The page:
A person can do nothing better than to eat and drink and find satisfaction in their own toil. This too, I see, is from the hand of God, for without him, who can eat or find enjoyment? — Ecclesiastes 2:24–25
Prayer in Judaism is defined as “the work of the heart,” which profoundly changes the nature of prayer from one of entreating God to an act that transforms who we are – not what God does. Our devotions throughout this month are focused on the purpose of prayer, how to pray effectively, and the power of our prayers. Allow us to take your prayers to the holiest site in all Judaism, the Western Wall. To submit a prayer request to be taken to the Western Wall in Jerusalem, please go here.
In Jewish prayers, we recite a phrase that we should be satisfied by “the hand of God” and not the hand of man. The basic meaning of this prayer is that we should never have to rely on other people for sustenance. It’s a plea that God will create a means of providing for us that doesn’t degrade us or make us dependent on the whims of others. We are asking that God be manifest in our lives so that we have the means to support ourselves independently.
In Ecclesiastes, King Solomon wrote, “A person can do nothing better than to eat and drink and find satisfaction in their own toil. This too, I see, is from the hand of God, for without him, who can eat or find enjoyment?” In this verse, Solomon affirmed that all wealth is from the hand of God. Even if it appears that what we have earned is a result of our hard work, our brilliant ideas, or our lucky breaks, the truth is that it is all from God. It is God who orchestrated our success by giving us the strength, wisdom, and circumstances to make it possible.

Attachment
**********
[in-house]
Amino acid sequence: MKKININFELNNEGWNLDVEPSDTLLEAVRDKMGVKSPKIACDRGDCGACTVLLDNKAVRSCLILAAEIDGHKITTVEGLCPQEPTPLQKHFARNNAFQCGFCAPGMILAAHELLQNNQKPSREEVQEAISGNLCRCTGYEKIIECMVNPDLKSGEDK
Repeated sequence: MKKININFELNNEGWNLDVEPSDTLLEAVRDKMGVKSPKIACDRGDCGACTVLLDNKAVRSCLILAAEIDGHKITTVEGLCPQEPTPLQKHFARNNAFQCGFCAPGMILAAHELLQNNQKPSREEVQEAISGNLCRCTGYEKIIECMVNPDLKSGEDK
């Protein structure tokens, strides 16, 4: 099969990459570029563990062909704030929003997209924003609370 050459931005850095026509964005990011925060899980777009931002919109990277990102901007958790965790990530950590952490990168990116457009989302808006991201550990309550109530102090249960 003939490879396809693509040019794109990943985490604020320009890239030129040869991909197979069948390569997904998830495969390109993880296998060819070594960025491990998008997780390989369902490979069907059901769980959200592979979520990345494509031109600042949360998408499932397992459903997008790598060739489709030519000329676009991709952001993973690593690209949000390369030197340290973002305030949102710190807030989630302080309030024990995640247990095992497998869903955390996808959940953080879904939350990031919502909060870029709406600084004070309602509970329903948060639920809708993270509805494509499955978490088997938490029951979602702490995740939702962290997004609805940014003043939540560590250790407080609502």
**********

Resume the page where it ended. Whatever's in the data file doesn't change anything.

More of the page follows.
We pray that we are nourished from the hand of God, and here in our verse, we are encouraged to remember that when we are successful it all stems from God. Yet, when we look deeper into the phrase “hand of God,” another important lesson emerges.
In Hebrew, the word for “your hand” is miyadecha. A similar word is the Hebrew word miyad, which means “immediately.” Connecting these two words, the rabbis teach that in life we can seek things miyad, instantly, or we can request that all blessings come miyadecha, from the hand of God.
In today’s world, there are many voices telling us that we need things now. We need that new car now. The new house now. The newest bit of technology now. People line up for hours before a new iPhone is released so that they can be the first to have it. Sometimes, we want to receive different circumstances immediately. We want to find a spouse immediately, have a baby immediately, or find a new job right away.
However, when we receive from the hand of God, we usually don’t get what we desire right away; instead we get the right thing in the right time. Too much too soon can be a curse, not a blessing.
Let’s remember when we pray for things in life to ask that they come from “God’s hand” — in the right way and at the perfect time — which only He can orchestrate precisely.
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